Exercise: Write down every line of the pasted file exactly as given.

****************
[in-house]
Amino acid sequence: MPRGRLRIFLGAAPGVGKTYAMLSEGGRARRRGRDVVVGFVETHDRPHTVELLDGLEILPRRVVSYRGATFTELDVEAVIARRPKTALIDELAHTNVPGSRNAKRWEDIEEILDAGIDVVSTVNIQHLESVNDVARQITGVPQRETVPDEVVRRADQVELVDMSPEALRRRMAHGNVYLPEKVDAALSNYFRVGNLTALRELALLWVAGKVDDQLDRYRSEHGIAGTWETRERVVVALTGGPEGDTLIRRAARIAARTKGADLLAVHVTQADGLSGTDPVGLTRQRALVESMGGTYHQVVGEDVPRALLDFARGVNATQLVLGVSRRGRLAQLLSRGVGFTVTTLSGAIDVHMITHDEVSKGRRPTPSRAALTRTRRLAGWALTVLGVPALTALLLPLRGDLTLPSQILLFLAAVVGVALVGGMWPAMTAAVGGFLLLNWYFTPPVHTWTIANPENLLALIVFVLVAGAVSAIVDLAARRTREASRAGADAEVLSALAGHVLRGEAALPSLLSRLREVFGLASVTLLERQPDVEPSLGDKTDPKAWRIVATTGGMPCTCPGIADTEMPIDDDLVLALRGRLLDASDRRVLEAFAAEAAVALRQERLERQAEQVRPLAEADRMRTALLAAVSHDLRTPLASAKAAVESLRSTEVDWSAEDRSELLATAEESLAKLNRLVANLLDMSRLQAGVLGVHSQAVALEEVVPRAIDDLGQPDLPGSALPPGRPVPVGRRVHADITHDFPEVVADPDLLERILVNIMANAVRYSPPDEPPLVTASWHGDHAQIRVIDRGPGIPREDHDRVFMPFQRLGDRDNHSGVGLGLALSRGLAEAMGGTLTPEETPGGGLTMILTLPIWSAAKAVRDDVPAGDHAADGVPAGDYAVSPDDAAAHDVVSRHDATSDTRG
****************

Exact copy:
[in-house]
Amino acid sequence: MPRGRLRIFLGAAPGVGKTYAMLSEGGRARRRGRDVVVGFVETHDRPHTVELLDGLEILPRRVVSYRGATFTELDVEAVIARRPKTALIDELAHTNVPGSRNAKRWEDIEEILDAGIDVVSTVNIQHLESVNDVARQITGVPQRETVPDEVVRRADQVELVDMSPEALRRRMAHGNVYLPEKVDAALSNYFRVGNLTALRELALLWVAGKVDDQLDRYRSEHGIAGTWETRERVVVALTGGPEGDTLIRRAARIAARTKGADLLAVHVTQADGLSGTDPVGLTRQRALVESMGGTYHQVVGEDVPRALLDFARGVNATQLVLGVSRRGRLAQLLSRGVGFTVTTLSGAIDVHMITHDEVSKGRRPTPSRAALTRTRRLAGWALTVLGVPALTALLLPLRGDLTLPSQILLFLAAVVGVALVGGMWPAMTAAVGGFLLLNWYFTPPVHTWTIANPENLLALIVFVLVAGAVSAIVDLAARRTREASRAGADAEVLSALAGHVLRGEAALPSLLSRLREVFGLASVTLLERQPDVEPSLGDKTDPKAWRIVATTGGMPCTCPGIADTEMPIDDDLVLALRGRLLDASDRRVLEAFAAEAAVALRQERLERQAEQVRPLAEADRMRTALLAAVSHDLRTPLASAKAAVESLRSTEVDWSAEDRSELLATAEESLAKLNRLVANLLDMSRLQAGVLGVHSQAVALEEVVPRAIDDLGQPDLPGSALPPGRPVPVGRRVHADITHDFPEVVADPDLLERILVNIMANAVRYSPPDEPPLVTASWHGDHAQIRVIDRGPGIPREDHDRVFMPFQRLGDRDNHSGVGLGLALSRGLAEAMGGTLTPEETPGGGLTMILTLPIWSAAKAVRDDVPAGDHAADGVPAGDYAVSPDDAAAHDVVSRHDATSDTRG